Polling continues to demonstrate impact of President Obama’s support for marriage
June 05, 2012
Nearly a month after President Barack Obama voiced his support for the freedom to marry, polls across the country are continuing to demonstrate the positive impact that his statement has had on public opinions on marriage. Last month, polls from Maryland and Washington indicated that a majority of Americans in those states - 57 percent and 55 percent of those polled, respectively - supported marriage for same-sex couples. A high-profile survey from The Washington Post and ABC just one week after the President's announcement also showed record support for the freedom to marry.
The Minnesota poll honed in on opinions about a proposed constitutional amendment that will appear on the state's ballot this November. The amendment would constitutionally ban marriage between same-sex couples in the state. The poll shows that only 43 percent of voters surveyed say they support the proposed anti-gay amendment, while 49 percent of respondents voiced their opposition. The Public Policy Polling report on the MN survey elaborates with further statistics:
Voters in the state think gay marriage should be legal by a 47/42 margin, closely matching the numbers on the amendment. And when you expand the discussion to civil unions 75% of voters support some form of legal recognition for gay couples to only 21% who think there should be none. That includes even 55% of Republicans.
In surveys out of of Pennsylvania and Missouri, we're seeing that rising support for the freedom to marry among African-Americans is pushing overall support for relationship recognition higher than ever. In a Pennsylvania survey from late May, 42 percent of black Pennsylvanians surveyed said they support the freedom to marry, a huge jump from 34 percent in November. Overall, 39 percent of respondents in Pennsylvania said they support the freedom to marry - although when discussion is expanded to include civil unions, 68 percent said they support relationship recognition for same-sex couples.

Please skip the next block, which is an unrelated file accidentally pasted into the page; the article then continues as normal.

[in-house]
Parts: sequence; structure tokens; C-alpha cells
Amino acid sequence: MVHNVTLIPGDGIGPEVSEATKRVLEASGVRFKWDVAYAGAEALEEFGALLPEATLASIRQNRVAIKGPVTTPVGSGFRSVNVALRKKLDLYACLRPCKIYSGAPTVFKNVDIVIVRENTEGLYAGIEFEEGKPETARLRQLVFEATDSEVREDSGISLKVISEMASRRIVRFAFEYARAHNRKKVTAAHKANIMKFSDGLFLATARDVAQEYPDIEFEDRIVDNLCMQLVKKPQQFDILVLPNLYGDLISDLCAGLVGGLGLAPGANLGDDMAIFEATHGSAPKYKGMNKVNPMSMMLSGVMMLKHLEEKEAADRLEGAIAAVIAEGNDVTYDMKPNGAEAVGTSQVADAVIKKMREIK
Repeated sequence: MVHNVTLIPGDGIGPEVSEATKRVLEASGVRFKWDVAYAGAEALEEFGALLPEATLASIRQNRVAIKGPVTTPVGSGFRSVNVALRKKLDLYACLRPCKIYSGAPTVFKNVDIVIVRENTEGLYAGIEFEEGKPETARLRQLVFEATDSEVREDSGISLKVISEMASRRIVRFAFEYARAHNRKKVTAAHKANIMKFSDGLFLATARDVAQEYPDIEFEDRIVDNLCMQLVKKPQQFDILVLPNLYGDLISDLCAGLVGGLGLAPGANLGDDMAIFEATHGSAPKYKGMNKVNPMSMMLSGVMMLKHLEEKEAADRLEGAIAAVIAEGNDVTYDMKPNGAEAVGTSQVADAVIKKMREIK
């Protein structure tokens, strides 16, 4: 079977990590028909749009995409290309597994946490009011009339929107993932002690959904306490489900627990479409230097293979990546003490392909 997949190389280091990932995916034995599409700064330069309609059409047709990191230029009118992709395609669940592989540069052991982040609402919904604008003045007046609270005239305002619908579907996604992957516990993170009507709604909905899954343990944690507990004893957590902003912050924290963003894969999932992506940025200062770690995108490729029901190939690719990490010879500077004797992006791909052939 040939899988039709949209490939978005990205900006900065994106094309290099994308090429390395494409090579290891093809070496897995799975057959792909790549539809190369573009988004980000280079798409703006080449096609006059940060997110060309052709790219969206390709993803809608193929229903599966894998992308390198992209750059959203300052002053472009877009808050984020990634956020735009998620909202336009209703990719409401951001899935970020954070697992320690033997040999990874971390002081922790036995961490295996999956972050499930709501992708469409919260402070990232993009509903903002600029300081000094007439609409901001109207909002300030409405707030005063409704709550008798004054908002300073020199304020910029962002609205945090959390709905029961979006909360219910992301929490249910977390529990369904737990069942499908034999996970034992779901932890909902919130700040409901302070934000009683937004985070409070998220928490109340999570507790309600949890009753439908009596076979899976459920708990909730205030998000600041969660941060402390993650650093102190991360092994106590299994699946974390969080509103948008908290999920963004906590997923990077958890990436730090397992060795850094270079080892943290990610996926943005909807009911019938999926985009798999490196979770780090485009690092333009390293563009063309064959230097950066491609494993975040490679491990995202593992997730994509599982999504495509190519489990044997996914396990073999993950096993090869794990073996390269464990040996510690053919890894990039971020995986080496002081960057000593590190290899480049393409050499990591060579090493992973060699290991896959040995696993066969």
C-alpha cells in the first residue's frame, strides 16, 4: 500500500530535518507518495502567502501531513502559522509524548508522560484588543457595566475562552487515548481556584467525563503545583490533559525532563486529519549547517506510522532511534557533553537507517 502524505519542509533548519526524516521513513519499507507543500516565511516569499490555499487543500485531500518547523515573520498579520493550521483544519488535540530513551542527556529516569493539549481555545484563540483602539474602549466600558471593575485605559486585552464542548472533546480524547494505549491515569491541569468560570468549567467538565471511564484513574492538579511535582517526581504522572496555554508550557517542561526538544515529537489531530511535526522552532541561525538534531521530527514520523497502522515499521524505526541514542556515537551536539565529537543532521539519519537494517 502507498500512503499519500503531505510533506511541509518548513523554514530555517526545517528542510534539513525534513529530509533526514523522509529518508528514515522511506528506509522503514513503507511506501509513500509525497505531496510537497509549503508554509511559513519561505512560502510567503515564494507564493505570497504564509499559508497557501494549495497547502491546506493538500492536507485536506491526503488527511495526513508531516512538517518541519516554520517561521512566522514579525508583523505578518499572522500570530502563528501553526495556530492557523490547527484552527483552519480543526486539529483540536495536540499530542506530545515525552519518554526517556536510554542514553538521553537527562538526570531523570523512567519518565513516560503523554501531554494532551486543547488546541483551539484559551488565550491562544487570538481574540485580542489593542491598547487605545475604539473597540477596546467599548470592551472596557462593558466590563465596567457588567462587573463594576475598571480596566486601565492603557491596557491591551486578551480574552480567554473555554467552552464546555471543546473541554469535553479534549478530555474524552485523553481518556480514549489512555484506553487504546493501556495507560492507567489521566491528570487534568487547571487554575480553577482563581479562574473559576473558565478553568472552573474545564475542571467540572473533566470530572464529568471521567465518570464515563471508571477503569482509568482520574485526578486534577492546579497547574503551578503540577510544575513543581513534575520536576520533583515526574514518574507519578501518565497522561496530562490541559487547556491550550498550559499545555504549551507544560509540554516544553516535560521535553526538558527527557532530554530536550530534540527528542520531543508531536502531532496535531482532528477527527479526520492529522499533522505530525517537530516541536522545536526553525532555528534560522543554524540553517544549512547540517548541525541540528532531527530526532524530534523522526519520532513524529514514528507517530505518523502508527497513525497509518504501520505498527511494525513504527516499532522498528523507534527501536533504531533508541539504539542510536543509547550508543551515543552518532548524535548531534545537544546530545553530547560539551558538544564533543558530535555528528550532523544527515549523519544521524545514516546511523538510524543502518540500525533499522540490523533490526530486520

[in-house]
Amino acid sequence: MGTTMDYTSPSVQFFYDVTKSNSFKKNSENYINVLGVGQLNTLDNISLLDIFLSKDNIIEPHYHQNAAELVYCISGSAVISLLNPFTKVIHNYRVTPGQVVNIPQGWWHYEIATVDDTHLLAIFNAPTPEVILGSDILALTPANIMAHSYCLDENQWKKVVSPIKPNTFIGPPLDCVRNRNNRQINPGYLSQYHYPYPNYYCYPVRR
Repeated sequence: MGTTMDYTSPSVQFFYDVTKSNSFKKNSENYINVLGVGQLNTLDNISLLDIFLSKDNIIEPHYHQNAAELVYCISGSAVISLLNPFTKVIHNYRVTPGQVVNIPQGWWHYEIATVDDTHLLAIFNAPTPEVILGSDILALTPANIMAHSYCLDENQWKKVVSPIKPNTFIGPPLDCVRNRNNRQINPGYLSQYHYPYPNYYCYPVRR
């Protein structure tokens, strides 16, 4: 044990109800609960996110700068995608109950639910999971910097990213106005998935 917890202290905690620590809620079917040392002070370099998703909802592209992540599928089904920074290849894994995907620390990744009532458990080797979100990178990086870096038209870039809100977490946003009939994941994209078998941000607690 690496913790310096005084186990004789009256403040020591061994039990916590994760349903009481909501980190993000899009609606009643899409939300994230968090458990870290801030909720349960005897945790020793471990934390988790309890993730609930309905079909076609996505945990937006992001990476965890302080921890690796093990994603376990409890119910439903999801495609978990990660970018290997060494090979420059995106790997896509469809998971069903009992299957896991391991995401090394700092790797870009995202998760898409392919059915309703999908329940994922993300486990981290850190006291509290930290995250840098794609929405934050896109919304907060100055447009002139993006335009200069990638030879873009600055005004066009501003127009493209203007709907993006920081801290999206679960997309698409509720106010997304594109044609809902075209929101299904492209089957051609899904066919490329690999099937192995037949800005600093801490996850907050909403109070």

A poll out of Missouri shows similar results, with 50 percent of black respondents saying they support marriage for same-sex couples. According to the Public Policy Polling report, this is "twice the level of support" from African-Americans recorded in the state back in January. The Missouri poll also indicates climbing support for legal relationship recognition, with 64 percent of respondents voicing saying that same-sex couples should either be able to marry or form civil unions, a 4-point jump from January.
Finally, a poll out of Michigan indicates that 41 percent of Michigan respondents support the freedom to marry, while 70 percent of respondents say they support either marriage or civil unions.
This flurry of polls, when examined alongside the polls from Maryland, Washington, and the United States overall, is evidence that each and every day, Americans are taking the time to consider why the freedom to marry is so important. It is clear that in light of President Obama's groundbreaking announcement - and the hundreds of other recent developments on marriage this month - people are stepping back to scrutinize their own views on marriage. Clearly, more and more Americans are coming to the conclusion that by supporting marriage for all couples, they are supporting their friends, family members, and neighbors.
It is important to recognize the growing number of people embracing the freedom to marry, but it is also imperative that we do not become complacent with these climbing numbers. We must continue to actively engage diverse cross-sections of the population in conversations about why marriage matters to same-sex couples and their families. We must continue to invest time and money in the marriage campaign and more fully develop a national climate for victory. We must continue to seize the moment, win more states, and persuade hearts and minds across the country that the only way to sufficiently protect same-sex couples and their families is by granting the freedom to marry for all.